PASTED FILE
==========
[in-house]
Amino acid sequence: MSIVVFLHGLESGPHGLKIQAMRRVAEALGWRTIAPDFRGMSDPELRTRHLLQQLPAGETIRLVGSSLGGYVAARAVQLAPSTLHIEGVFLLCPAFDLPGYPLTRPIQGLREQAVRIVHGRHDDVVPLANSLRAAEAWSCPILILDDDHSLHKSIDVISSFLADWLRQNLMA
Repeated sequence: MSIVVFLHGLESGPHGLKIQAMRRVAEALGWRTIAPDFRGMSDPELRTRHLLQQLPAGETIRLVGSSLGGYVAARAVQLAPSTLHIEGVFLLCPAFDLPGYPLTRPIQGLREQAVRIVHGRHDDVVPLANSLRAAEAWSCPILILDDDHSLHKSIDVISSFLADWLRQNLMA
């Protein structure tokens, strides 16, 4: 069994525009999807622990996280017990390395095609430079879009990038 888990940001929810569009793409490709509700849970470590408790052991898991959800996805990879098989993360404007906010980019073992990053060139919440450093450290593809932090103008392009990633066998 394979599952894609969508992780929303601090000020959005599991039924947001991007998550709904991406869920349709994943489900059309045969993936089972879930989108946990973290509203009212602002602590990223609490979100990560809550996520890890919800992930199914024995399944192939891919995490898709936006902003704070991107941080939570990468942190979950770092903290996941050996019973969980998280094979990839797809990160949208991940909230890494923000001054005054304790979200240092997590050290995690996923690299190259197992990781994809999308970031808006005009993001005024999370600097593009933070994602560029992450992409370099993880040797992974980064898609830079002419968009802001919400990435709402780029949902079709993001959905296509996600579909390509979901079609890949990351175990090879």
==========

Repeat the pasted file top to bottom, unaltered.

[in-house]
Amino acid sequence: MSIVVFLHGLESGPHGLKIQAMRRVAEALGWRTIAPDFRGMSDPELRTRHLLQQLPAGETIRLVGSSLGGYVAARAVQLAPSTLHIEGVFLLCPAFDLPGYPLTRPIQGLREQAVRIVHGRHDDVVPLANSLRAAEAWSCPILILDDDHSLHKSIDVISSFLADWLRQNLMA
Repeated sequence: MSIVVFLHGLESGPHGLKIQAMRRVAEALGWRTIAPDFRGMSDPELRTRHLLQQLPAGETIRLVGSSLGGYVAARAVQLAPSTLHIEGVFLLCPAFDLPGYPLTRPIQGLREQAVRIVHGRHDDVVPLANSLRAAEAWSCPILILDDDHSLHKSIDVISSFLADWLRQNLMA
């Protein structure tokens, strides 16, 4: 069994525009999807622990996280017990390395095609430079879009990038 888990940001929810569009793409490709509700849970470590408790052991898991959800996805990879098989993360404007906010980019073992990053060139919440450093450290593809932090103008392009990633066998 394979599952894609969508992780929303601090000020959005599991039924947001991007998550709904991406869920349709994943489900059309045969993936089972879930989108946990973290509203009212602002602590990223609490979100990560809550996520890890919800992930199914024995399944192939891919995490898709936006902003704070991107941080939570990468942190979950770092903290996941050996019973969980998280094979990839797809990160949208991940909230890494923000001054005054304790979200240092997590050290995690996923690299190259197992990781994809999308970031808006005009993001005024999370600097593009933070994602560029992450992409370099993880040797992974980064898609830079002419968009802001919400990435709402780029949902079709993001959905296509996600579909390509979901079609890949990351175990090879």